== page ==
I have chosen the first part of vs 3 as the window through which to look at the entire chapter. These words describe who God is, and itís precisely Godís identity as God that condemns the thought that we have any right to His mercy or goodness.
The Lord describes Himself in our text as "a consuming fire," a fire that eats up whatever is in its path. Those in the Lordís path are the Anakim, those persons amongst the Canaanites of great stature, big men, giants. More, these Anakim had built strong defense cities, with walls "fortified up to heaven." These were the people of whom Israel was so frightened when the twelve spies came back nearly 40 years agoÖ (Num 13:31ff). But now, says the Lord, God Himself shall go before Israel as they cross the Jordan into the land of the Anakim, and Heíll be a "consuming fire", and thatís to say that these Anakim shall be destroyed; after all, even "great and tall" people, living in "cities great and fortified up to heaven" have no defense against a "consuming fire". And the result? Israel will be able to drive these Anakim out with no problem and destroy them quickly. And they can themselves settle in the land of promise. Easy.
And therein lies the great temptation. The land of promise would come rolling into their lap. That blessing in turn leads sinful hearts (quickly deceived as we are!) to conclude that we must be better than others who donít receive such a wonderful land, certainly better than the Canaanites who are to be destroyed. Consciously or sub-consciously the thought is there: we deserve this, weíre better than they. Itís that thought of superiority, or being a tad better than others. It leads to being smug within oneself, a bit proud. I think: we can all relate to this thought.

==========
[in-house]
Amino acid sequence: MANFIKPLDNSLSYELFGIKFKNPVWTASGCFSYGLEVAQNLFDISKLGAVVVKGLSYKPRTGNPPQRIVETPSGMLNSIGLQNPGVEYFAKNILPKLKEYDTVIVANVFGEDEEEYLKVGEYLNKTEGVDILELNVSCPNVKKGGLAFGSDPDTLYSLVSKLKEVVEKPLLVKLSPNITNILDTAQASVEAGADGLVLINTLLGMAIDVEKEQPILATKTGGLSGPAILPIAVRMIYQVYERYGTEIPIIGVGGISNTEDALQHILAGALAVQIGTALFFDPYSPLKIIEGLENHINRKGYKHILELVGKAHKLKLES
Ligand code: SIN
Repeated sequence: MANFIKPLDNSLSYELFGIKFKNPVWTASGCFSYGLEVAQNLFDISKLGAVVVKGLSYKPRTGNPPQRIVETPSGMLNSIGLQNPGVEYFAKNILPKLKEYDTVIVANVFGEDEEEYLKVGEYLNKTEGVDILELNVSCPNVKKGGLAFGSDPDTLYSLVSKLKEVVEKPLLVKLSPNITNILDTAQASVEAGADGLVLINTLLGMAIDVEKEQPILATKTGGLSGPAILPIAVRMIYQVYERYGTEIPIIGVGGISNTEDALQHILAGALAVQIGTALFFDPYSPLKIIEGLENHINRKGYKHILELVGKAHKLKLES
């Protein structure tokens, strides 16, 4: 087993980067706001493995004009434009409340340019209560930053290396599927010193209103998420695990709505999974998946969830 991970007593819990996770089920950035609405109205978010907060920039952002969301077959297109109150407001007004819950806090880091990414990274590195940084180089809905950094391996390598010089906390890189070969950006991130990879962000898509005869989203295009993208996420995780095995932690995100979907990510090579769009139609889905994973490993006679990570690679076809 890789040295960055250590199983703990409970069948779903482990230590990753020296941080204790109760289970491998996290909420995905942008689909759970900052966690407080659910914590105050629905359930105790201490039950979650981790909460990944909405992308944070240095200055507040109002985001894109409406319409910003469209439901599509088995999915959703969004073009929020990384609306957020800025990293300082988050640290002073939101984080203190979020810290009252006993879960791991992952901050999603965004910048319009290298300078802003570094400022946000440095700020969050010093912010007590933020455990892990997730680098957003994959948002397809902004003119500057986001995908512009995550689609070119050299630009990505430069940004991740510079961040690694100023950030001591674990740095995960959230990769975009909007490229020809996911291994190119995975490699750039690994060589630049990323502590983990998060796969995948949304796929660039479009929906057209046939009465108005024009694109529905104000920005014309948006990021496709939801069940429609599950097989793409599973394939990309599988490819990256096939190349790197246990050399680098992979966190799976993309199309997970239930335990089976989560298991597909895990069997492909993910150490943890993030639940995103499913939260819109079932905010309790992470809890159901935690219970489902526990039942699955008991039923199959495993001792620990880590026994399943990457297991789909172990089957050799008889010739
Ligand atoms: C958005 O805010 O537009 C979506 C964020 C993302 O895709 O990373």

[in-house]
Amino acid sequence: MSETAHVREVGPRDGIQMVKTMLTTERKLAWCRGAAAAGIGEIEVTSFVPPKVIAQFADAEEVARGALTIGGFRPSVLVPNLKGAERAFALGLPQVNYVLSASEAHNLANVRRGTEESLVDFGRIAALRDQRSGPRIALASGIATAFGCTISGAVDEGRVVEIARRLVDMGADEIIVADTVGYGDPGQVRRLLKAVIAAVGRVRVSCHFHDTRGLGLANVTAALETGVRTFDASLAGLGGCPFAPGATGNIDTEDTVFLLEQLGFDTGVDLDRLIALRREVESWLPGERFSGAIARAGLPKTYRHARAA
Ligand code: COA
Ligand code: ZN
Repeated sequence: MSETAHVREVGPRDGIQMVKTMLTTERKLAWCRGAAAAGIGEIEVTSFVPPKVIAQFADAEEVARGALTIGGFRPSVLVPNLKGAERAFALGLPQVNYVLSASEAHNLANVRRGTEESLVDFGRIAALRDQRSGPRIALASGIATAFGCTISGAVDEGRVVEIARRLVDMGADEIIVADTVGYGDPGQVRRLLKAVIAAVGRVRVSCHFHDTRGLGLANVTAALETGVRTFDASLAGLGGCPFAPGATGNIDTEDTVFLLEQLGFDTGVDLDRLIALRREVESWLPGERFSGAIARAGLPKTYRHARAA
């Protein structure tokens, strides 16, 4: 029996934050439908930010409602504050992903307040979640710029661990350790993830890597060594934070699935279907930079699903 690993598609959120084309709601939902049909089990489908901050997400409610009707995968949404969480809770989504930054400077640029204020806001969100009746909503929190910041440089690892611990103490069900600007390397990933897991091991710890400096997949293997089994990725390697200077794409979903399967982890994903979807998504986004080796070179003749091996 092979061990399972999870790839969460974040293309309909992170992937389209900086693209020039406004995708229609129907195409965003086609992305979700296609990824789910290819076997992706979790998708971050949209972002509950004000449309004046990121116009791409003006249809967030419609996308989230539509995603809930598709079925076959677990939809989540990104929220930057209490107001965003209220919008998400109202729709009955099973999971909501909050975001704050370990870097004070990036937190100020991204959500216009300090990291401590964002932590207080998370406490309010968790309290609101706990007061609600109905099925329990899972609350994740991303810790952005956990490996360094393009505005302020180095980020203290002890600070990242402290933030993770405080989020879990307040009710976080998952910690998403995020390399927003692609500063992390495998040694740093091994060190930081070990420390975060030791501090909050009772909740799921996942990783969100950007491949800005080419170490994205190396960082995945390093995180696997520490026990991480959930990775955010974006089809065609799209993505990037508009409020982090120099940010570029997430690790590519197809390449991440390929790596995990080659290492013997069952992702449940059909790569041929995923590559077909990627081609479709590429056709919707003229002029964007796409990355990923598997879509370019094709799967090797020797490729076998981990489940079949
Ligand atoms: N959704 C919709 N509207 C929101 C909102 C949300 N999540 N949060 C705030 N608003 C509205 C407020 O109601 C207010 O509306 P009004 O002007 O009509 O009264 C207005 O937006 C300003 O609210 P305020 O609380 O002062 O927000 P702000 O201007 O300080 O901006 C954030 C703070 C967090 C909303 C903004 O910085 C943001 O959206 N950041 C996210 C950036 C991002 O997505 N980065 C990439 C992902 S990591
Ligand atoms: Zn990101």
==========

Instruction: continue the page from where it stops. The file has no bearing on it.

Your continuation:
The Lord is very quick to condemn the thought. Vs 4: "do not think in your heartÖ, ĎBecause of my righteousness the Lord has brought me in to possess this land.í" The Lord repeats it emphatically in vs 5; "it is not because of your righteousness or the uprightness of your heart that you go in to possess their land." And once more in vs 6: "the Lord your God is not giving you this good land to possess because of your righteousness." That repetition is intended as a hammer, to hit the people again and again dead on the head of that stubborn thought that somehow we deserve a blessing. That thought must be crushed, completely. Thatís also why the Lord places over against that self-righteousness the twofold reason why Heís acting as He is, and thatís first "because of the wickedness of these nations," and second because of the promise that the Lord had given to Abraham, Isaac and Jacob. In a word: Israelís receiving this land has got nothing to do with what the people at the Jordan deserve, for they Ėvs 6- are "a stiff-necked people."